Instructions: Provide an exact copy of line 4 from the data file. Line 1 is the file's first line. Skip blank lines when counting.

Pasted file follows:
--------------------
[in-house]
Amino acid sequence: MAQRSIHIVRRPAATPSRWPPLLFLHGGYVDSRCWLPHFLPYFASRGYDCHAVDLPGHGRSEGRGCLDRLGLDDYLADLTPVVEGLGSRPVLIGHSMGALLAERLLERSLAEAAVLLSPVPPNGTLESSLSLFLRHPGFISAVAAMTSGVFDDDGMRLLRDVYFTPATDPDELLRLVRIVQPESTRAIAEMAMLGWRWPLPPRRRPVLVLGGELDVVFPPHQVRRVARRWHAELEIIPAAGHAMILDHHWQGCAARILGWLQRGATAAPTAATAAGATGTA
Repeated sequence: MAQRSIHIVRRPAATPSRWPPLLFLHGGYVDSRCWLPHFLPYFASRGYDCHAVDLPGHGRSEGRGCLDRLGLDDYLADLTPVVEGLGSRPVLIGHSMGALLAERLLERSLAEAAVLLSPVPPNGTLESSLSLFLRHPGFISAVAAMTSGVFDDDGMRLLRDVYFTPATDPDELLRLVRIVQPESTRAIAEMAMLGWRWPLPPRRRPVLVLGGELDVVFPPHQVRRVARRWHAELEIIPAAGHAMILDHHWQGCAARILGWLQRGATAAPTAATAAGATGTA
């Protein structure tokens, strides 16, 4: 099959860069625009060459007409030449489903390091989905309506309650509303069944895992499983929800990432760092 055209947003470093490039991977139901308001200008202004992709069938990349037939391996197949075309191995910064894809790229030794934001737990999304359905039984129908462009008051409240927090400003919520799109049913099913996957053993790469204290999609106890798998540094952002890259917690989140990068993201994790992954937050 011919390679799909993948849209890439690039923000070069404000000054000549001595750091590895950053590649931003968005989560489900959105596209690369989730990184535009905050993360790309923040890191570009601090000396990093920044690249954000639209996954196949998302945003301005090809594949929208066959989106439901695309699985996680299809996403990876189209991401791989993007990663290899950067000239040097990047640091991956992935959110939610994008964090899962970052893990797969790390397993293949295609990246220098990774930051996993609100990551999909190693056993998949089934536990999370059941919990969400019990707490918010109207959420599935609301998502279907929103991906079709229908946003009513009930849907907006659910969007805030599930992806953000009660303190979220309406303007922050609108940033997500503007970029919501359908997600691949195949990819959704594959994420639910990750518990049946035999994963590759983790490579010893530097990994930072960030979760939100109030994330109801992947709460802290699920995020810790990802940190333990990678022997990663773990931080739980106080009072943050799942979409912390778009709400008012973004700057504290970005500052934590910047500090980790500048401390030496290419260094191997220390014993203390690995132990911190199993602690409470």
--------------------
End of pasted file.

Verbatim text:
């Protein structure tokens, strides 16, 4: 099959860069625009060459007409030449489903390091989905309506309650509303069944895992499983929800990432760092 055209947003470093490039991977139901308001200008202004992709069938990349037939391996197949075309191995910064894809790229030794934001737990999304359905039984129908462009008051409240927090400003919520799109049913099913996957053993790469204290999609106890798998540094952002890259917690989140990068993201994790992954937050 011919390679799909993948849209890439690039923000070069404000000054000549001595750091590895950053590649931003968005989560489900959105596209690369989730990184535009905050993360790309923040890191570009601090000396990093920044690249954000639209996954196949998302945003301005090809594949929208066959989106439901695309699985996680299809996403990876189209991401791989993007990663290899950067000239040097990047640091991956992935959110939610994008964090899962970052893990797969790390397993293949295609990246220098990774930051996993609100990551999909190693056993998949089934536990999370059941919990969400019990707490918010109207959420599935609301998502279907929103991906079709229908946003009513009930849907907006659910969007805030599930992806953000009660303190979220309406303007922050609108940033997500503007970029919501359908997600691949195949990819959704594959994420639910990750518990049946035999994963590759983790490579010893530097990994930072960030979760939100109030994330109801992947709460802290699920995020810790990802940190333990990678022997990663773990931080739980106080009072943050799942979409912390778009709400008012973004700057504290970005500052934590910047500090980790500048401390030496290419260094191997220390014993203390690995132990911190199993602690409470």